THIS picture of Spanish men jumping over a bonfire comes as thousands prepare to do the same in one of the country’s biggest fiestas this Sunday.
Jumping over bonfires at midnight is one of the many traditions of the Noche de San Juan fiesta (Saint John’s Eve).
The festival closely coincides with midsummer celebrations held elsewhere in Europe and the world and also comes days after the Summer Solstice.
San Juan evolved out of celebrations which traditionally took place the night before Saint John’s feast day.
John the Baptist, the cousin of Jesus Christ who baptised him at the beginning of his ministry as a rabbi, was born on June 24 according to Christian teachings.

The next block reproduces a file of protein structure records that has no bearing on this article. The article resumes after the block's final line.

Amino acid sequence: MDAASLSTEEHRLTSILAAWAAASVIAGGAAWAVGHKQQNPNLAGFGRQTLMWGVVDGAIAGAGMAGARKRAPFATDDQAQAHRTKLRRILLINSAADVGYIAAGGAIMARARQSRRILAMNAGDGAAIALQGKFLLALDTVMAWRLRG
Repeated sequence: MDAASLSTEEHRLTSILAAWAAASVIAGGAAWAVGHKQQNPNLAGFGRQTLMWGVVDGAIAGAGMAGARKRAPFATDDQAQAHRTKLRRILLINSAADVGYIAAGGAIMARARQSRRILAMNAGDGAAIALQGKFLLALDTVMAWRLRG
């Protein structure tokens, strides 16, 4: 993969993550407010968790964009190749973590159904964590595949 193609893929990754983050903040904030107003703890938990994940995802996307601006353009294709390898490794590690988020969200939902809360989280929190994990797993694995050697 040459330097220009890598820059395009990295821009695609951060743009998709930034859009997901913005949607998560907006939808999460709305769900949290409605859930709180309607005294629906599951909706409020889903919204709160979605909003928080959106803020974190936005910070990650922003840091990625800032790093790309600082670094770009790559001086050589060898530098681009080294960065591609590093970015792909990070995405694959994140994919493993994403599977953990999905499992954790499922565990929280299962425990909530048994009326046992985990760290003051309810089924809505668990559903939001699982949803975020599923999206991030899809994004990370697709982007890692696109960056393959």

The way San Juan is celebrated throughout Spain varies from place to place. A Common feature in Spain and across the world is the lighting of bonfires.
The Spanish tend to light their fires on beaches, though they are also lit in some places inland including in Madrid.
The bonfires are one of three traditional elements of the fiesta, with their symbolism and significance traceable to pre-Christian pagan religions.
Midnight sees fiesta goers run into the sea, which has its origin in water being seen as purifying and as working best with medicinal plants, another traditional element.
Those celebrating then jump over the fires either for good luck or to make a wish, depending on the area. Fires were believed to ward off evil spirits in pagan cultures.